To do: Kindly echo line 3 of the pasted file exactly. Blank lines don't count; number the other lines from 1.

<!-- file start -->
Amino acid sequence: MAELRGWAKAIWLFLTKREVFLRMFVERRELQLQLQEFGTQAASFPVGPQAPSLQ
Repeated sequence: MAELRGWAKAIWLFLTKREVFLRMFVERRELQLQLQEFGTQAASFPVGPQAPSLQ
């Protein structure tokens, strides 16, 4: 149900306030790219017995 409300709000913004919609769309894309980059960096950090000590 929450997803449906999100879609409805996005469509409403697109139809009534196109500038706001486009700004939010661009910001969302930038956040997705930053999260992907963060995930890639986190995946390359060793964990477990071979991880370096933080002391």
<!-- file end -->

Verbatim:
């Protein structure tokens, strides 16, 4: 149900306030790219017995 409300709000913004919609769309894309980059960096950090000590 929450997803449906999100879609409805996005469509409403697109139809009534196109500038706001486009700004939010661009910001969302930038956040997705930053999260992907963060995930890639986190995946390359060793964990477990071979991880370096933080002391």